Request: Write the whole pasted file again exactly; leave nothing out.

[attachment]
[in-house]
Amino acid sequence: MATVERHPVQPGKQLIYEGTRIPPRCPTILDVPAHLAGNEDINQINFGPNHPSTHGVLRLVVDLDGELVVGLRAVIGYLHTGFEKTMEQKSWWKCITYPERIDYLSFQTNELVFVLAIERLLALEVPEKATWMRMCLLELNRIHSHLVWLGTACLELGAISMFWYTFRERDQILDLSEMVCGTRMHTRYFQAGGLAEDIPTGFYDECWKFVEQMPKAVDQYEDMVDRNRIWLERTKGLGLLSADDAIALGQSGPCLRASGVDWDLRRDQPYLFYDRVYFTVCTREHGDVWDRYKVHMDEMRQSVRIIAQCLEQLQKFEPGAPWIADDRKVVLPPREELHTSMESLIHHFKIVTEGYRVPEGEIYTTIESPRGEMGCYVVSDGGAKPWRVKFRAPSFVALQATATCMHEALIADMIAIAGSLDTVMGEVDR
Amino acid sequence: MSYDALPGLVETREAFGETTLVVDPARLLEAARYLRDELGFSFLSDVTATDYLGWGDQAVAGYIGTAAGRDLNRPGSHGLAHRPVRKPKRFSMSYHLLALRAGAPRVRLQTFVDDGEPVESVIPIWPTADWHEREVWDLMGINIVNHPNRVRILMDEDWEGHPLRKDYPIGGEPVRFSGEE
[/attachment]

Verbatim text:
[in-house]
Amino acid sequence: MATVERHPVQPGKQLIYEGTRIPPRCPTILDVPAHLAGNEDINQINFGPNHPSTHGVLRLVVDLDGELVVGLRAVIGYLHTGFEKTMEQKSWWKCITYPERIDYLSFQTNELVFVLAIERLLALEVPEKATWMRMCLLELNRIHSHLVWLGTACLELGAISMFWYTFRERDQILDLSEMVCGTRMHTRYFQAGGLAEDIPTGFYDECWKFVEQMPKAVDQYEDMVDRNRIWLERTKGLGLLSADDAIALGQSGPCLRASGVDWDLRRDQPYLFYDRVYFTVCTREHGDVWDRYKVHMDEMRQSVRIIAQCLEQLQKFEPGAPWIADDRKVVLPPREELHTSMESLIHHFKIVTEGYRVPEGEIYTTIESPRGEMGCYVVSDGGAKPWRVKFRAPSFVALQATATCMHEALIADMIAIAGSLDTVMGEVDR
Amino acid sequence: MSYDALPGLVETREAFGETTLVVDPARLLEAARYLRDELGFSFLSDVTATDYLGWGDQAVAGYIGTAAGRDLNRPGSHGLAHRPVRKPKRFSMSYHLLALRAGAPRVRLQTFVDDGEPVESVIPIWPTADWHEREVWDLMGINIVNHPNRVRILMDEDWEGHPLRKDYPIGGEPVRFSGEE